August 26th, 2013
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New Zealand has been planning for some time to make the visa application service totally digital by 2015 and in the next step to reach that target deadline, INZ (Immigration New Zealand) has recently unveiled plans to start using a new technology, Immigration Online. Also known as the Immigration Global Management System, or IGMS, Immigration Online was approved by the New Zealand government in November 2011 and has an $80 million budget.

The aim of this innovation is to make all visa applications independent of actual offices involving paper applications and thus speed up the process by making information sharing both simpler and faster. The aim of INZ is that all applications and the decision-making process will be completed online for all visas by 2014. Included in this will be New Zealand partner and spousal visa applications made under the family spouse migration category and de facto partner policy.

The technology will soon be in place to upload scans of all documents necessary to support an application for a visa. These include photographs, driving licence and passport and INZ believe that this will speed up the process considerably. The Immigration Online platform will be accessible by other government agencies, meaning that personal information which previously had to be laboriously collected from different sources will be able to be quickly shared online. This means that institutions such as schools and colleges, migration agents, potential employers and law enforcement bodies will be able to share information although there is a very necessary rule built in to the use of the Immigration Online platform to make sure that the applicant’s personal privacy is treated with due respect. The information will not be shared with any agency no directly involved with the application or the decision-making process which follows.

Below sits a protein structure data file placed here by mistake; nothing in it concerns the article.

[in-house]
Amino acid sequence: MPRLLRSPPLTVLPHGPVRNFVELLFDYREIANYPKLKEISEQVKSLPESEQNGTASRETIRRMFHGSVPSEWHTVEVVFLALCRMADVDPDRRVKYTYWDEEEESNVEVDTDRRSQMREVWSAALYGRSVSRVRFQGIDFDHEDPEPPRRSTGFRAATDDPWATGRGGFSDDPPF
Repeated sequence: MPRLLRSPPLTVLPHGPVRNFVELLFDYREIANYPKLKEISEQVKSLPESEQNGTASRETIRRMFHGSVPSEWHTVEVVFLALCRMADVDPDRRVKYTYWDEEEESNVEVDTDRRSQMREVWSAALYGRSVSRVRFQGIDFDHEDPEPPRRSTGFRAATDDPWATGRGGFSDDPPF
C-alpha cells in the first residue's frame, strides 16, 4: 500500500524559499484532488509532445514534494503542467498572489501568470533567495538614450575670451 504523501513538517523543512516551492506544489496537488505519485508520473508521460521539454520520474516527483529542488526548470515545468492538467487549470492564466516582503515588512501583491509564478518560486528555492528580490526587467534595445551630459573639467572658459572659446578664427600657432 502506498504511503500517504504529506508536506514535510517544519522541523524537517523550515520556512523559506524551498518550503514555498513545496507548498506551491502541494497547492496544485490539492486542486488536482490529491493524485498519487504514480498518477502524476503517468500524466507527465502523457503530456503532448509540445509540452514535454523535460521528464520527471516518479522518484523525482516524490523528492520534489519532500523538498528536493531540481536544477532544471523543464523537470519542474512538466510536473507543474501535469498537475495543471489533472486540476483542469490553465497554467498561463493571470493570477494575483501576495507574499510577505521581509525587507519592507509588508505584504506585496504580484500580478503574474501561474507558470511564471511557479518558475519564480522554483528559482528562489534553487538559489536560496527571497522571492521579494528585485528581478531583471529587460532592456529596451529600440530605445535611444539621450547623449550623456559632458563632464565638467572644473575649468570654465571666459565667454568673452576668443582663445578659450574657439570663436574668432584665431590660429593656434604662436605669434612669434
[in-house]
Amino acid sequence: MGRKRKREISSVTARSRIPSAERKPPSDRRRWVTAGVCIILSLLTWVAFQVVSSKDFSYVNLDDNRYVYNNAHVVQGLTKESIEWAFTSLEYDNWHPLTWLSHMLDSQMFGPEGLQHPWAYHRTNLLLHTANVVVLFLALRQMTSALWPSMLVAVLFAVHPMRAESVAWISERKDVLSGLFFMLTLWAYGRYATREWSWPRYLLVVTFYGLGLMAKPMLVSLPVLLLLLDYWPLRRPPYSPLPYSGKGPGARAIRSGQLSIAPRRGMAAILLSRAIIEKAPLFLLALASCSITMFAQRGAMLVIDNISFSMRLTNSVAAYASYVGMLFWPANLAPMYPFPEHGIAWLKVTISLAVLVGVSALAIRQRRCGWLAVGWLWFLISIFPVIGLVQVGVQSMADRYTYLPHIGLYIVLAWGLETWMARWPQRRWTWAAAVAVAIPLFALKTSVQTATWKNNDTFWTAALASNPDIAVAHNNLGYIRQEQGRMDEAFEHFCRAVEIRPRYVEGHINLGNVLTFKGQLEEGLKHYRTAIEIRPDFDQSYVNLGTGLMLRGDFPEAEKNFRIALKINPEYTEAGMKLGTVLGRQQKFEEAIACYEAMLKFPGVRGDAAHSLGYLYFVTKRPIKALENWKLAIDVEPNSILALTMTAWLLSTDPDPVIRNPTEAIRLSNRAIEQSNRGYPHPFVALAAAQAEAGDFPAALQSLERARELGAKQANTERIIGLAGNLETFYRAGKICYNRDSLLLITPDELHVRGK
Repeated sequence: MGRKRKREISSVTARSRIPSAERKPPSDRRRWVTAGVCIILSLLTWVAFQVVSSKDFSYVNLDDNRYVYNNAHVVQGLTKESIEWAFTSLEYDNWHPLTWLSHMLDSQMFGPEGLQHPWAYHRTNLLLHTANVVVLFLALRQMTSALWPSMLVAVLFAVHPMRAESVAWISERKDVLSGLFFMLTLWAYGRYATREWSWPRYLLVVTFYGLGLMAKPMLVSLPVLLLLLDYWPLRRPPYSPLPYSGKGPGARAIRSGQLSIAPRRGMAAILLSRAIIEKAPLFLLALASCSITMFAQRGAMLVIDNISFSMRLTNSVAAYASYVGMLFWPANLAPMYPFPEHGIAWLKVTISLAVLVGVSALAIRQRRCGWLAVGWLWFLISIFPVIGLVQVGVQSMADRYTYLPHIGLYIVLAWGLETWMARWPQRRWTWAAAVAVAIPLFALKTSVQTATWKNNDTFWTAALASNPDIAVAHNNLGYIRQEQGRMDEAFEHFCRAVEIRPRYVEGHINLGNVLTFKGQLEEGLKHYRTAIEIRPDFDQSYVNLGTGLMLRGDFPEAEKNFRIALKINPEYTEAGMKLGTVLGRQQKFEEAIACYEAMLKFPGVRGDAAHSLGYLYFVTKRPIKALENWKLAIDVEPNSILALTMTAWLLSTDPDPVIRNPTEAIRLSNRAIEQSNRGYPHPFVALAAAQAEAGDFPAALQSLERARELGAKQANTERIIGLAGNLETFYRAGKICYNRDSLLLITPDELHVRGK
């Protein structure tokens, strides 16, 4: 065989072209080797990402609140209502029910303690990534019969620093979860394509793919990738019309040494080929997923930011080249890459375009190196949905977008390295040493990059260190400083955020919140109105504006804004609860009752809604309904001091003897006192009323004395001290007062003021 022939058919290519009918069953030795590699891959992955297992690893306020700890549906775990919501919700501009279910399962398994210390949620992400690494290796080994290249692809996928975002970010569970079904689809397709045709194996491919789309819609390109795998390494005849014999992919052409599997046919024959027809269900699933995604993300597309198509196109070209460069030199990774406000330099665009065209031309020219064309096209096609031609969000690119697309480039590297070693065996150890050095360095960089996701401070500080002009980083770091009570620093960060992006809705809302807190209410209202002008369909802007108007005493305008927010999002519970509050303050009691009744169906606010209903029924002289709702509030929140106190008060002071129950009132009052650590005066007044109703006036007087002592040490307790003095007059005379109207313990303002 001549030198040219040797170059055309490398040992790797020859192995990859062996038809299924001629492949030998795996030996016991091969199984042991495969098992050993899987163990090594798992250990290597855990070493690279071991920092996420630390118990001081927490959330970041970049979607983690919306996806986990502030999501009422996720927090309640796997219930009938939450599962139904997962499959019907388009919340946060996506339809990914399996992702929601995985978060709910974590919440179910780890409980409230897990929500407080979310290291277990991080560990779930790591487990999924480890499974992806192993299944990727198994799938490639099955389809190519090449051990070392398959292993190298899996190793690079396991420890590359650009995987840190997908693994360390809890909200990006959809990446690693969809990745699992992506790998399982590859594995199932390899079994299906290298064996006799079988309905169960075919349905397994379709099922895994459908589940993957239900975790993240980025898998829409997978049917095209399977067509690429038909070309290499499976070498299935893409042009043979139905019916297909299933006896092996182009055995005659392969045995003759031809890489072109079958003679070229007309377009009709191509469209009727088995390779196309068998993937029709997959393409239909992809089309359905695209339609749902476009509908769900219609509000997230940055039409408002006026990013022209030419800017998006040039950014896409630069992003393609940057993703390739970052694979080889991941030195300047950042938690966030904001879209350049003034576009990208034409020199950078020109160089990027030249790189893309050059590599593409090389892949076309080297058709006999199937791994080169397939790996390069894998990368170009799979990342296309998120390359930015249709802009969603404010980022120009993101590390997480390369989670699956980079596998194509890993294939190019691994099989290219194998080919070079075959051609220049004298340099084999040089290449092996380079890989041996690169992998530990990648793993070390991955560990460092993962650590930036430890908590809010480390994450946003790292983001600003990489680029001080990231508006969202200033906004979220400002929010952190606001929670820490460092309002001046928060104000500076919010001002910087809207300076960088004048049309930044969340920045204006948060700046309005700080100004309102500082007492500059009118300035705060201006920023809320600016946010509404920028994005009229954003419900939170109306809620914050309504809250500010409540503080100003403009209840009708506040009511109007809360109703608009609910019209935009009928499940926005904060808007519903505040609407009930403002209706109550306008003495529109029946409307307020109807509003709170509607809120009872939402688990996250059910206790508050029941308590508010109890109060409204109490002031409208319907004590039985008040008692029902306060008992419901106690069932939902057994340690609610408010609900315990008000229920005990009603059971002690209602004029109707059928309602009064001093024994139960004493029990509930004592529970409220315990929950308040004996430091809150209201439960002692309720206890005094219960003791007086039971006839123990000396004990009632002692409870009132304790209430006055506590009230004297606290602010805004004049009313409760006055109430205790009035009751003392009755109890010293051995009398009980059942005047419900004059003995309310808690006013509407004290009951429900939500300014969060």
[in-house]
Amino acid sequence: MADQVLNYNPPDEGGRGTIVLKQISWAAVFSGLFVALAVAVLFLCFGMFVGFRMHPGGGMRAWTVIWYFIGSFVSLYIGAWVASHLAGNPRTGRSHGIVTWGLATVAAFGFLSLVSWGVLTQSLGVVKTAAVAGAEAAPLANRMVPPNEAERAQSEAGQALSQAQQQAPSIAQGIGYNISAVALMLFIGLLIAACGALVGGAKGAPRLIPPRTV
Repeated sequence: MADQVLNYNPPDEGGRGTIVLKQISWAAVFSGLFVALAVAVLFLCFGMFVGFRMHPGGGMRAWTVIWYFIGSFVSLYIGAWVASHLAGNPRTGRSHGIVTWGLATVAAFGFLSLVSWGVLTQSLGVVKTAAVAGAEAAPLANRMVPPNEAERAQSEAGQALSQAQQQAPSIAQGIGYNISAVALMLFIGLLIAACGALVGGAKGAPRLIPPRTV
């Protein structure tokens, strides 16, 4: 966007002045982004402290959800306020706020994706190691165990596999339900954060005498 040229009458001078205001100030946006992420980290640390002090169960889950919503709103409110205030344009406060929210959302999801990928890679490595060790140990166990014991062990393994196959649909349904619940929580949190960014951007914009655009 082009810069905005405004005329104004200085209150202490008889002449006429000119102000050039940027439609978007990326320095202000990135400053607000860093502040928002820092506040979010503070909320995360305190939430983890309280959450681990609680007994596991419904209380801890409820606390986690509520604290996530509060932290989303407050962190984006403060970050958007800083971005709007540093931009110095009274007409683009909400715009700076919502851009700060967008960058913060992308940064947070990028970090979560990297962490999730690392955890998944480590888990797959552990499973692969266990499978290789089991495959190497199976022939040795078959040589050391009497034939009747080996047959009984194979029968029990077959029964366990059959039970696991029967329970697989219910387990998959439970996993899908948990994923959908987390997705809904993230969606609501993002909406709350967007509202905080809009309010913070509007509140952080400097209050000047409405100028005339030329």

IGMS has a wide role to play in the prevention of criminal behaviour and immigration fraud as it will be used to share biometric information, which is a very precise set of parameters used by law enforcement agencies and others to tell one person from another. This will virtually wipe out the practice of a different person trying to enter the country from the one whose details were used to process the visa application. For most people who apply honestly, however, the main advantage of the introduction of Immigration Online is that it will speed up visa decisions, meaning that families will be reunited with New Zealand citizens much more quickly.

New fees and health screening changes to New Zealand visa applications

September 2nd, 2009
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Two important changes to the New Zealand partner visa application process have come into effect since the beginning of August 2009.

The first change relates to the fees for family class applications, including marriage visa and de facto partner visa applications, lodged outside New Zealand from the 17th August onwards. It is important to note that those applications received after the 17th August with the old fee will not be accepted. This change is as a result of the significant currency changes over the past few months and, as such, does not relate to applications made within New Zealand and paid for in New Zealand dollars.